Ushguli is the highest permanently inhabited village in Europe at 2,200 metres. It actually comprises of four small villages, sitting at the foot of Mt Shkhara, Georgia’s highest mountain, 5,203 metres high.
One of the villages was totally devastated by a massive avalanche in 1987 and most the residents packed up and left. Now they are starting to return and houses are starting to be restored. A lot of this is due to the arrival of tourism as both locals and visitors discover the incredible beauty of the area. It is now a UNESCO world heritage site.
A visit to Ushguli is like a trip back to a time of ancient traditions, blood feuds and the kidnapping of brides. Conditions were harsh. Everywhere, there are the stone towers which protected from potential invaders and avalanches.
The Tower of Love
This is the Tower of Love. Legend has it that a woman fell deeply in love with a man. However, as he was already married with children she rejected him. The man was then killed in a hunting accident and was turned into a trout. Every day the woman would sit by the river, her tears falling into the waters. Everyday she also fed the trout which made the river their home. Her father built the tower for her as a symbol of love.
The Chalaadi Glacier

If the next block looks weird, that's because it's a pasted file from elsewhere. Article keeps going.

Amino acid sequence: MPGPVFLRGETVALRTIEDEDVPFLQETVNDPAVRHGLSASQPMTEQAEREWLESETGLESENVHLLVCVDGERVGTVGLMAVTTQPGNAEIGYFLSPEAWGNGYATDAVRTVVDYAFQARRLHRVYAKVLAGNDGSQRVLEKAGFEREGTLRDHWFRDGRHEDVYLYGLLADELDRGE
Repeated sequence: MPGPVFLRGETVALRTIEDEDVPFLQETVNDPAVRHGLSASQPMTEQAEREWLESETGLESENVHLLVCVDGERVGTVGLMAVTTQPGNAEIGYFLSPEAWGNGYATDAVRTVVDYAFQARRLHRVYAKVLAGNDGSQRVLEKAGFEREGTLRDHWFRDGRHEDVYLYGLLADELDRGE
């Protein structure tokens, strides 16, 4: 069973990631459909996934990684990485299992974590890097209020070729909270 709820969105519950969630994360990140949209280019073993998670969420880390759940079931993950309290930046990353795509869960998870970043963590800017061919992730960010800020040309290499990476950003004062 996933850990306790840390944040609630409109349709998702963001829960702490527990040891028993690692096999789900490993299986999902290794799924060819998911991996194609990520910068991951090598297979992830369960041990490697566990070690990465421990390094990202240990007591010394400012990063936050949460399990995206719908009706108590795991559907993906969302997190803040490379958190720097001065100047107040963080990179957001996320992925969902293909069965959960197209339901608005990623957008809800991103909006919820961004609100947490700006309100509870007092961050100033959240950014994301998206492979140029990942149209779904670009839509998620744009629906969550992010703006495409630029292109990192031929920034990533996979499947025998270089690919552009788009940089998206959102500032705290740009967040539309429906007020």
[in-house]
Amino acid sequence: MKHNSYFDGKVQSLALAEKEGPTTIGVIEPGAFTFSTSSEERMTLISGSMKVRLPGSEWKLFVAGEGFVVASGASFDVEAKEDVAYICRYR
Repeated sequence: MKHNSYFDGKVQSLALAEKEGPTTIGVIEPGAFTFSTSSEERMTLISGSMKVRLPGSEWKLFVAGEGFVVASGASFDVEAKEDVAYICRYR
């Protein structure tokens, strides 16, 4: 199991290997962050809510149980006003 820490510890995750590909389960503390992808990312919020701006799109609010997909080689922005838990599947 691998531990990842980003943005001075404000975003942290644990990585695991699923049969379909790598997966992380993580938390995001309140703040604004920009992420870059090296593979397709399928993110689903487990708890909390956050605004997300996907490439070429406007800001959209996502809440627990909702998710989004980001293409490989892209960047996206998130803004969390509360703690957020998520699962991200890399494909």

Chalaadi Glacier, one of the most beautiful hikes in Georgia, is at 1850 metres high and the source of the river Mestia. It is fed by mountain streams. It is in a beautiful setting and is unusual in that it extends down to the forest.
Walking towards the glacier is very beautiful. A bridge over the river brings you into the coniferous forest. Huge fire trees rise up into the sky, the sun shimmering through the branches and tantalising glimpses of the mountains behind. Wild flowers provide splashes of colour amongst the greenery.
Afterwards, the next part of the hike is by the side of a raging river fed by the glacial waters. A scramble over the deposited rocks finally brings you to the glacier. The glacial cave is stunning, the trapped turquoise blue water shining through the ice. The water was truly glacial and a few seconds was all I could bear before it became very painful. It was another beautiful hike full of contrasts.
Mestia is a good base from which to explore Svaneti. It has accommodation options to suit all budgets and a wealth of wonderful restaurants, some with traditional music. It is also the starting point for many of the walks. Cars and minibuses also offer day trips to Ushguli.
It is also home to the Svaneti Museum of History and Ethnography. A good way of finding out more about the traditions of Georgia and contains local crafts and many icons.
Cinema pub Dede is owned by the sister of the director of the film of the same name. This film was showing whilst I was there. I went to one of the screenings, very interesting especially as I had just visited Ushguli.
As well as the famous Georgian dishes such as Khachapuri and Khinkali, the Svaneti area has it’s own specialties:
- Kubdari – bread filled with meat and spices.
- Tashmijabi – mashed potato mixed with cheese.
- Svaneti – famous for the protection of salt and I was given some as a gift from the guesthouse.
Of course all these have to be washed down with a glass of Georgian wine. Georgia makes some of the best wines I have ever tasted.